In 1904 Christian Bohr, a Danish biochemist discovered that carbon dioxide facilitates the release of oxygen (O2) to our cells. Oxygen is carried through our body by the hemoglobin in our red blood cells. Bohr discovered carbon dioxide acts as a catalyst for hemoglobin to release its oxygen for use by our bodies. When levels of carbon dioxide in our bodies becomes too low the bond between the oxygen and hemoglobin increases making it more difficult for the oxygen to be released to our cells. Poor physical oxygenation leads to many unhealthy problems within our bodies. Conversely it is actually difficult to have too little oxygen in our bodies. For a healthy body, over breathing or inhaling pure oxygen has little benefit delivering to our tissues and organs

In other words the pure oxygen your favorite quarterback is inhaling on the sidelines between offensive drives does him little good. The money a jet lagged traveler might spend at an airport oxygen bar is also wasted.

Additional understanding of this new knowledge was increased only recently in 2017 when Dr. U.P. Singh at the Suharto Medical College in India discovered that there were many relationships between yoga breathing and CO2. He wrote in his paper referenced below that CO2 stimulated the vagus nerve. He discovered that increased levels of CO2 in the blood could activate the vagus nerve and slow the heart rate. He describes carbon dioxide as a “natural sedative”. It soothes the irritability of the brains conscious centers, promoting our ability to use logic, reason and common sense. Without CO2 we become anxious, depressed, and angry.(1)

Nepal Rejects US Semi-Military Project – Analysis

P. K. Balachandran

Emboldened by its success in arm-twisting Nepal into ratifying the controversial Millennium Challenge Corporation (MCC) compact in February, the United States took on the equally hard task of getting Nepal to join its State Partnership Program (SPP).

But the ambitious move to give a military dimension to US-Nepal relations has boomeranged. Faced with strident and widespread opposition, even the pro-US government of Prime Minister Sher Bahadur Deuba has sworn not to sign up for the SPP.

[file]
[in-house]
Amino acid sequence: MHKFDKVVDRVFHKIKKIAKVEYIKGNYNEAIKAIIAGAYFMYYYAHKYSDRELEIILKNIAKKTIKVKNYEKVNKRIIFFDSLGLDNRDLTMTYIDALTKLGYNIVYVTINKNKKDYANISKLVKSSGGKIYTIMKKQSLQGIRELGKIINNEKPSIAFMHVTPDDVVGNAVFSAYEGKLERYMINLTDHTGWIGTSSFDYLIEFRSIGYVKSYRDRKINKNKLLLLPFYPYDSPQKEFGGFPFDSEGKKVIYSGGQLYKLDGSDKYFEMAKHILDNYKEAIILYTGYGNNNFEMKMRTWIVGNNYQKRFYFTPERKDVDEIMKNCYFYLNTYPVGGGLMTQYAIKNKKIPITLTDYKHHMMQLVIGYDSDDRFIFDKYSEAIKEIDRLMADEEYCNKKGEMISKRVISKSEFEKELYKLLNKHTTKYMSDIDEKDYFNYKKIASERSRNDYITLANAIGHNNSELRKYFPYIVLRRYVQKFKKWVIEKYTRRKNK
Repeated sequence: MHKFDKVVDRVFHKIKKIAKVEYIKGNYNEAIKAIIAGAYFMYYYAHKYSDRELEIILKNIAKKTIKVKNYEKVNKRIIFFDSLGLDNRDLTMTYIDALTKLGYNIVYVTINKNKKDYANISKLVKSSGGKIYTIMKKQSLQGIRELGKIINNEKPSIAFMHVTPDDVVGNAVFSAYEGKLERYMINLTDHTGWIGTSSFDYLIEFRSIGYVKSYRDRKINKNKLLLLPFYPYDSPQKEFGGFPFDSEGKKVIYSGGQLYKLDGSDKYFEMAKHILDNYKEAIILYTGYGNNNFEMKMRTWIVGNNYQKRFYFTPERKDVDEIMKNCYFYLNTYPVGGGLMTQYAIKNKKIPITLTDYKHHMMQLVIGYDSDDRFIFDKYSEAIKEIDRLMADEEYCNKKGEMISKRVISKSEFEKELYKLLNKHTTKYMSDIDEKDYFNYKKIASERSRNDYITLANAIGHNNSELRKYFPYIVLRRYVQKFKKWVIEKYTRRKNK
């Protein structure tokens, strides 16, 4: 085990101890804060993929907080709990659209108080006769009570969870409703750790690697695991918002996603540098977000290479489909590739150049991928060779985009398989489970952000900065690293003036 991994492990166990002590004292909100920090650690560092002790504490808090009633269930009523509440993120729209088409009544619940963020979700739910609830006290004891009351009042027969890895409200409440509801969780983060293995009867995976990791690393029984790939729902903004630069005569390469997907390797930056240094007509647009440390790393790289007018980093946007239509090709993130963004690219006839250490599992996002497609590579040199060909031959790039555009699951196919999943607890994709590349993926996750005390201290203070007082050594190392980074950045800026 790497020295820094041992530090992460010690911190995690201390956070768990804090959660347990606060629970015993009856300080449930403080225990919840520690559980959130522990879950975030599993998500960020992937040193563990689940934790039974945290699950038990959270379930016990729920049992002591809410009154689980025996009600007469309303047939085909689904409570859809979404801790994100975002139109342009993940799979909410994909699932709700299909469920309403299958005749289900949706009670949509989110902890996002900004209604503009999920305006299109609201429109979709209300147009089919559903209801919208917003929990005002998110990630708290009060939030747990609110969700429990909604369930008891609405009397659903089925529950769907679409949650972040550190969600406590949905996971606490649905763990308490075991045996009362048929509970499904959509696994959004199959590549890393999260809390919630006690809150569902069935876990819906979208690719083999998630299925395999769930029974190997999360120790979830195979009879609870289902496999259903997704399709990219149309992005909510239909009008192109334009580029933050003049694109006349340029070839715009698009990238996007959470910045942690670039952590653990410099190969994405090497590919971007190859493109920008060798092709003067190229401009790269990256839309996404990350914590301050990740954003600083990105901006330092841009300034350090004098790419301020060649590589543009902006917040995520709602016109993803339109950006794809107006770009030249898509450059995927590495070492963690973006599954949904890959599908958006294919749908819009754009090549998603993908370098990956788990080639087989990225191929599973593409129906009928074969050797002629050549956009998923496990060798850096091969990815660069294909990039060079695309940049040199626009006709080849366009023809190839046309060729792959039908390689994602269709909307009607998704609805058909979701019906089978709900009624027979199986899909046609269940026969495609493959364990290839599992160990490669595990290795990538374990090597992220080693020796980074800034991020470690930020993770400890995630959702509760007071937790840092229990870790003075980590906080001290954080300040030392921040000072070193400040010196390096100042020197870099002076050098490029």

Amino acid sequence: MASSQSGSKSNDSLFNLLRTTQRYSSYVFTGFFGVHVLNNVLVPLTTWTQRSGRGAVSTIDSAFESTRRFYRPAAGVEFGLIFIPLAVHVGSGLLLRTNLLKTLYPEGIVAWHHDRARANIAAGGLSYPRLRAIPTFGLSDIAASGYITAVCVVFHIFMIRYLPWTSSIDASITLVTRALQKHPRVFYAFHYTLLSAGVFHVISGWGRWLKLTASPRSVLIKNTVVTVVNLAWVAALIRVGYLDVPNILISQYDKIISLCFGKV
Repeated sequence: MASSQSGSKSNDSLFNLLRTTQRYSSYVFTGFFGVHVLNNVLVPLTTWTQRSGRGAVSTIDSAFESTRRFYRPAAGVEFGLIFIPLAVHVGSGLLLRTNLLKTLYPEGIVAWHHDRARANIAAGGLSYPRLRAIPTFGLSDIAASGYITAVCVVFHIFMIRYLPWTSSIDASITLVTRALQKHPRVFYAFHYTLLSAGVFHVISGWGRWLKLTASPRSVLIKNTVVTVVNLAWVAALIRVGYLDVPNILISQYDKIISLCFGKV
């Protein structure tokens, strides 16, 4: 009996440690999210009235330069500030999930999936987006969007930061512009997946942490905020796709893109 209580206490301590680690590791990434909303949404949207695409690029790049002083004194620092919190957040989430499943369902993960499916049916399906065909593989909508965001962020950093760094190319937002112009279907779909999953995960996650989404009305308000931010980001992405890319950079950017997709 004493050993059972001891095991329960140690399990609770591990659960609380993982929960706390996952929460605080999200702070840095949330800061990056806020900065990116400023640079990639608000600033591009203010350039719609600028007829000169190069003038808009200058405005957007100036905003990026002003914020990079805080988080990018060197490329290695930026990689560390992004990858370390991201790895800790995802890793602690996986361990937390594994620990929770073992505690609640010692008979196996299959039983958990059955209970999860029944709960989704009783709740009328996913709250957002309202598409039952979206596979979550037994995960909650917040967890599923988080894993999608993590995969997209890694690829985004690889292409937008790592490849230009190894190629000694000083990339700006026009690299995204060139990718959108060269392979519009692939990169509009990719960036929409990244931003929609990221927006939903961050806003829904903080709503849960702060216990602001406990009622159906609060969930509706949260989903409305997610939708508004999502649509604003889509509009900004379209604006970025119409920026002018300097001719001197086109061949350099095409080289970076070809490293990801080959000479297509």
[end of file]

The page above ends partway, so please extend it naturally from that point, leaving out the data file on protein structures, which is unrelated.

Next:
Fear of becoming a theatre of military conflict between the US-India lineup on the one hand and China on the other, lies at the root of the rejection.

The SPP is a bilateral program which is outwardly peaceful in intent. But it is perceived to have deep-set military objectives with consequences not only for Nepal’s internal security, but also for relations with its two big neighbors, China and India. The impact on Sino-Nepal relations will be catastrophic if the SPP leads to stronger US-Nepal military ties. The Indian army’s exclusive and unique relationship with the Nepalese army will have got diluted, a prospect the conservative Indian top brass cannot reconcile with.

In Defense Of Defaulting On The National Debt – OpEd

Joseph Solis-Mullen

With the acknowledged national debt now a politically and economically unpayable $30 trillion (in reality, its unfunded liabilities are far greater), Americans should start to become acclimated to the realities of the United States’ eventual, inevitable default. While it may seem unfathomable, and the results too catastrophic to imagine, in fact the likely damage to everyday Americans would be minimal in the short term and unquestionably a net plus in the long term.

This is far from surprising and not a new problem. As Carmen M. Reinhart and Kenneth S. Rogoff detail in their comprehensive review of the subject, history shows that great powers defaulting on their debts was long the rule, not the exception, and that the long-term implications of various regimes’ repudiations of their external debts in particular were minimal or a net plus, depending on the circumstances.

As a way of starting, it is helpful to contextualize the current numbers we’re talking about, because, frankly, they would have been unfathomable previously. As the old math joke “What is the difference between a million and a billion? Basically, a billion” illustrates, the orders of magnitude under discussion are scarcely comprehensible. But the reality is that trillion dollars is $999 billion plus another billion.

Will the Transatlantic Coalition Against Russia Hold?

Matthew C. Mai

U.S. policymakers often point to the Western sanctions levied on Russia as evidence of a unified international response to the war in Ukraine. For example, when asked by a reporter last week about whether French president Emmanuel Macron’s peace overtures raised concerns that transatlantic unity could hold up “under pressure,” U.S. ambassador to the Organization for Security and Co-operation in Europe Michael Carpenter responded by pointing to the European Union’s (EU) six sanctions packages as evidence that there is “tremendous unity” with only “[o]ccasional differences on tactics.”